|Design: Steven Gambrel|
Photo: Eric Piasecki
I love a good vignette and this room in a home designed by Steven Gambrel is a really good one. I know Camille from The Vintique Object also loves a good vignette. I first analyze the objects in a vignette to see if they fit a theme, tell a story or share the same "language." Camille looks first at things like shape, balance, texture and how they're actually photographed. Both are important, we just start in different places.
I thought I would deconstruct the elements of this vignette one by one to share my thought process for analyzing or even choosing items for a vignette. And I've invited Camille to do a post with her own take on the same room. A room with two views. For some people this might be intuitive, but if you have a vignette or particular element that doesn't work, the sum of our two posts might offer a way of better analyzing your own work.
The reflection in the mirror shows a staircase, so I would bet this room is the foyer and this vignette sets the tone for the entire house. My first reaction is this vignette feels like an underwater landscape. It would be perfect for a home on the water.
|Cape Light painting by Anne Packard|
It has the moodiness of a gray and misty day by the ocean.
I believe there's even a seascape painting on the table.
The color palette that evokes things we associate with the beach and the sea.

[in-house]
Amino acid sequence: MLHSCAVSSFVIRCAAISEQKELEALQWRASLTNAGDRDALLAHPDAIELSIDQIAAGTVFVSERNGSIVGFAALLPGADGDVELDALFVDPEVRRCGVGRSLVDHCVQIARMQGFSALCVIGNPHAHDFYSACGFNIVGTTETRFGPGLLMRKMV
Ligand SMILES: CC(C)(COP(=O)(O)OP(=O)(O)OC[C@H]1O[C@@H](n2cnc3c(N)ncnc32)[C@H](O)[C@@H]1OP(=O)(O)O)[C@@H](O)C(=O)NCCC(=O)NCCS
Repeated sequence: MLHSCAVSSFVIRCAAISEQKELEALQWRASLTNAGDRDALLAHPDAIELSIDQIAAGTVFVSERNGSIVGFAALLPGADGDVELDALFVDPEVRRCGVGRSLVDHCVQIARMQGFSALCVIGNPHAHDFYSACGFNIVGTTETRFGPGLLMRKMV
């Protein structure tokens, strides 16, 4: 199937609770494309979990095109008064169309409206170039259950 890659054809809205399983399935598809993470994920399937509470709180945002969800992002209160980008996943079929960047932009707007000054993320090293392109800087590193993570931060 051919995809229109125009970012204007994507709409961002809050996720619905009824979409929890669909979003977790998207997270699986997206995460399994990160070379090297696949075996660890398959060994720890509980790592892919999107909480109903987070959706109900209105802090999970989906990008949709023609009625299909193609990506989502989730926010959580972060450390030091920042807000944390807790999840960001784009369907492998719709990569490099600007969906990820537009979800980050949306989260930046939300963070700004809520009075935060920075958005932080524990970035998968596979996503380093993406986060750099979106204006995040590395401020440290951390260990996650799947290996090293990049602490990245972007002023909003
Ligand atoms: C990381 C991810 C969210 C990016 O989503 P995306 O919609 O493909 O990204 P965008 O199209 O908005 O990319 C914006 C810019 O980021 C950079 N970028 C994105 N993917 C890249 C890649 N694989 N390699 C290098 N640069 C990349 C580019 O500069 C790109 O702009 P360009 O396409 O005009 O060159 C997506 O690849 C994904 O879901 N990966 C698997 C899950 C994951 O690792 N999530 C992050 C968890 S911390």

Each of the elements seem to have an aged, weathered quality. The table looks like an antique. The mirror might be new but it has an aged surface. The lamp--not sure if it's ceramic or metal--also has a patina. The large bowl seems slightly off kilter and has a finish that looks dull.
Looking at the individual elements, let's start with the mirror that's like a porthole.
The large bowl of whatever--it almost doesn't matter what it is--feels like a sea anemone or seaweed swaying in the current.
In the cloche there appears to be weathered rope that has strong nautical associations.
In the lamp I see a Viking's helmet. But I also see wind-filled
sails reaching up to a mast out of view.
And how perfect is the wicker steamer truck that lists to one side like a ship in the swells of a stormy sea? We know this piece has a history. A new wicker chest just would have the same feel, the same language.
I'm not sure what's in the black case or tray sitting on the table but I think an antique telescope would be the perfect choice.
Careful thought went in to each of these elements and I think they're all perfect. But I don't think it's necessary to construct a vignette using elements that fit the same theme or share a similar language. Some of the connections may be purely personal but that's when things like shape, color, balance and texture become even more important.
To get Camille's view on these things, head over and read her post.
To see more of this amazing house, go here.